The green sheet states: "It appears that all operational procedures for vehicle accidents were followed. The comprehensive incident review will evaluate adherence to procedures and procedure adequacy and effectiveness."

Compensatory measures

"Compensatory measures" were put in place on Dec. 4 after the initial review, the green sheet says:

  • Adding Truck 41 as an additional resource in freeway responses.
  • Adding a second chief officer to freeway responses to assist with traffic control.
  • Adding a procedure to notify the Caltrans Caldecott Control to be called to slow or stop traffic for incidents between the tunnel and the St. Stephen's Road, Orinda, exit, when necessary.
  • Directing MOFD incident commanders to have CHP close all lanes when safety conditions deteriorate.
  • Allowing incident commanders on freeway incidents to utilize 180-degree scene blocking to shield from passing and oncoming traffic.

"It does remind us that we have a very dangerous job," said Bradley. "We're going to do everything we can to assure our firefighters work in a safe environment."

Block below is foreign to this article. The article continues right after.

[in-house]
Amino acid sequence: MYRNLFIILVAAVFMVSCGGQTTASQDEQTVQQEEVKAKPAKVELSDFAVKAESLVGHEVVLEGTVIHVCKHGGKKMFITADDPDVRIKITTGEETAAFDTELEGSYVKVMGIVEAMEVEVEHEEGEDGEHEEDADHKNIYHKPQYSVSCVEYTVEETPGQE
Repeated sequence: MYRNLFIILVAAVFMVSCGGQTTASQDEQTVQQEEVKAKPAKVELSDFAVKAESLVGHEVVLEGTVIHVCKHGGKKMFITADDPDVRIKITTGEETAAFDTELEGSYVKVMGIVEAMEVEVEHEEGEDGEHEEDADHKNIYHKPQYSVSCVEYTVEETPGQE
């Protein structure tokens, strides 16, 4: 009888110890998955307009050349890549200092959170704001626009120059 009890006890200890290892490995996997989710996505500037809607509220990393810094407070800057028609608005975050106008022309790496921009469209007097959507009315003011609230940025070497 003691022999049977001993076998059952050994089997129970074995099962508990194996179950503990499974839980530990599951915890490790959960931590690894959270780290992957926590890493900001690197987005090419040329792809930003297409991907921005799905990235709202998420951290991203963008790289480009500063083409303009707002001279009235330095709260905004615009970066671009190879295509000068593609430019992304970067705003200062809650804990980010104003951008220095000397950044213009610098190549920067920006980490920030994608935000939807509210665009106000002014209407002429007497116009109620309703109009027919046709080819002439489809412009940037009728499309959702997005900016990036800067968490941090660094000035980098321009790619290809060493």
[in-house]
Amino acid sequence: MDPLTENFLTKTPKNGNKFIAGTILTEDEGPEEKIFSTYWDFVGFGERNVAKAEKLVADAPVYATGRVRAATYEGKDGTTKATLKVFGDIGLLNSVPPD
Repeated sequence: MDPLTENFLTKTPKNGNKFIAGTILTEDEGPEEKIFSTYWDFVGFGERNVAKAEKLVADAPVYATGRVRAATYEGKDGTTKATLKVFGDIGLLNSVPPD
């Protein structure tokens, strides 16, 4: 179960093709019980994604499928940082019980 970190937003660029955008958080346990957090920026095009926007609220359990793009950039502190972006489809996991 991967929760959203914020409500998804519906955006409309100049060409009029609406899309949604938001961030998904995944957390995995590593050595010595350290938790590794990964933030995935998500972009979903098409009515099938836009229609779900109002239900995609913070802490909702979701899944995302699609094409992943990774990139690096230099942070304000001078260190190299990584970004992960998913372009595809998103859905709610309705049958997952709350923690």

Jim Fleming December 18, 2012 at 03:47 AM
I am sorry that people were injured. However, who decided to send firemen to an auto accident with minor to moderate vehicle damage and no mention of fire or personal injury? Is this in their job description? Seems like a job for CHP. Are we paying for excess capacity? Do we get state funding to respond to freeway accidents?
Steve Cohn December 18, 2012 at 03:55 AM
@Bailey - You're right. Doing a free consult with CHP and CalTrans probably should be step one. My point was just saying "there are always idiots out there; current protocol is fine" (which I am not implying that they are saying) is not OK. Maybe they will end up hiring a consultant but I am applauding them for looking into this. They would be criticized if they did nothing and they are being criticized for doing something. On this one I think we should cut them some slack but I hope that they "report back" to the community. ps. It would be great if they felt confident enough and part of the community enough to actually engage on these pages in discussions like this. I am sure they read this.